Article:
Now showing 1 - 3 of 3
  • Publication
    Introduction to Special Section: Prosocial Development in Risky and Vulnerable Contexts
    The introduction highlights a developmental perspective on children’s and youth prosocial behavior in risky and vulnerable contexts. The six empirical papers published in this Special Section are considered within a multilevel, multidimensional framework and reflect a diversity of methodological approaches. The studies each provide foundational work that informs theory, builds our knowledge base, and has important intervention implications. We highlight the contributions of each study and present recommendations for future developmental research on prosocial behaviors.
      65Scopus© Citations 2
  • Publication
    Reducing Youth Ingroup Favoritism to Address Social Injustice
    Social injustices toward minority groups are pervasive around the world, and further exacerbated by global threats such as COVID-19 and climate change. Prosocial tendencies, such as empathy, moral reasoning, and helping behaviors directed only toward members of one’s own social groups, discriminate against outgroups, and can perpetuate an unjust status quo. Yet, recent meta-analyses point to effective intervention programs that can foster prosocial responses across group lines. Developmental science has identified evidence-based interventions, policies, and programs to foster inclusive prosocial tendencies (toward both in-group and out-group members) to redress social injustices and inequities, and ultimately, lead to more just and peaceful societies. The recent developmental science informs five policy principles (developmental science, resilience, culture, collaboration, and sustainability) that can advance the United Nations Sustainable Development Goals around inclusion and peace.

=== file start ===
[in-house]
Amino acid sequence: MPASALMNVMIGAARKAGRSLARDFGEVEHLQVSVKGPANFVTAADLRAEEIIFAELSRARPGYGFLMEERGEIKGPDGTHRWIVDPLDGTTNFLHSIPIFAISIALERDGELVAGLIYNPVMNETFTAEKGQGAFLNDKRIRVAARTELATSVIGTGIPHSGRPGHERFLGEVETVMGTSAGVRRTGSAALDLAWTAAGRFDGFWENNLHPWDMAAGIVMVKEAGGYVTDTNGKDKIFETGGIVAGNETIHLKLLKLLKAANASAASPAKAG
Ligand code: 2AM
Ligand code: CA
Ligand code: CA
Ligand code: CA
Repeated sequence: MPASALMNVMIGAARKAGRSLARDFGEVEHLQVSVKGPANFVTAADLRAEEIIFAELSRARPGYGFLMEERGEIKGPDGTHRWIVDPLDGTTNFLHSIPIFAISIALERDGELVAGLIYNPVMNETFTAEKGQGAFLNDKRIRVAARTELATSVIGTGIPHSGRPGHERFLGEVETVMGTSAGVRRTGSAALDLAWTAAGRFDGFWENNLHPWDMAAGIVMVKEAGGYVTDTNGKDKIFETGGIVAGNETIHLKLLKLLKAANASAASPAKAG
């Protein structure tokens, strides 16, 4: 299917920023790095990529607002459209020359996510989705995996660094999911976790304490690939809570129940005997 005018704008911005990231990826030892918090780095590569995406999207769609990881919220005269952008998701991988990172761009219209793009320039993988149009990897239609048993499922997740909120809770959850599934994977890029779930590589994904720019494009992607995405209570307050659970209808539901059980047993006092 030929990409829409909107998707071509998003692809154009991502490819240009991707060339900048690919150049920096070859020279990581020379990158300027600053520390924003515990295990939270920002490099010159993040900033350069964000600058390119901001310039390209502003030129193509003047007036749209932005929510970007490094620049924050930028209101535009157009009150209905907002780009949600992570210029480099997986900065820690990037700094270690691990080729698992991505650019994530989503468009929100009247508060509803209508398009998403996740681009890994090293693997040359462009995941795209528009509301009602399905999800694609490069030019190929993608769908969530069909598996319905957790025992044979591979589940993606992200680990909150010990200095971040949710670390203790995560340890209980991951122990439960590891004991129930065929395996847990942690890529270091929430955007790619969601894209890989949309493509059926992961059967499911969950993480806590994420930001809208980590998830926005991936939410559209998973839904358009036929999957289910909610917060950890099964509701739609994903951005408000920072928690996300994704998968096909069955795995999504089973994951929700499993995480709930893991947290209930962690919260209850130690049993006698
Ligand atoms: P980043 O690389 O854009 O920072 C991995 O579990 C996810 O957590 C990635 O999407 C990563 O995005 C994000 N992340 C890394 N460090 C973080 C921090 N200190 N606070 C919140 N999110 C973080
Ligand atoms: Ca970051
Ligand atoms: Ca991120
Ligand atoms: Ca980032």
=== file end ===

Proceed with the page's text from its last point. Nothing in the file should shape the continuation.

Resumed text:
6Scopus© Citations 1
  • Publication
    The Interplay of Community and Family Risk and Protective Factors on Adjustment in Young Adult Immigrants
    We examined the direct and interactive effects of community violence and both family cohesion and conflict on collective efficacy and aggressive behaviors among immigrant young adults. Participants included 221 young adults (ages 18-26; mean age = 21.36; 45.7% female, 190 born outside the U.S.) who completed self-report measures of their exposure to neighborhood violence, social cohesion, collective efficacy, and prosocial behaviors toward friends and strangers. Results, in general, showed that community violence and family cohesion were positively associated with collective efficacy whereas community violence and family conflict were positively associated with aggressive behaviors. Family cohesion and conflict also moderated the links between community violence and aggressive behaviors. Discussion focuses on the interplay of community and family processes and the relations to adjustment of immigrant young adults.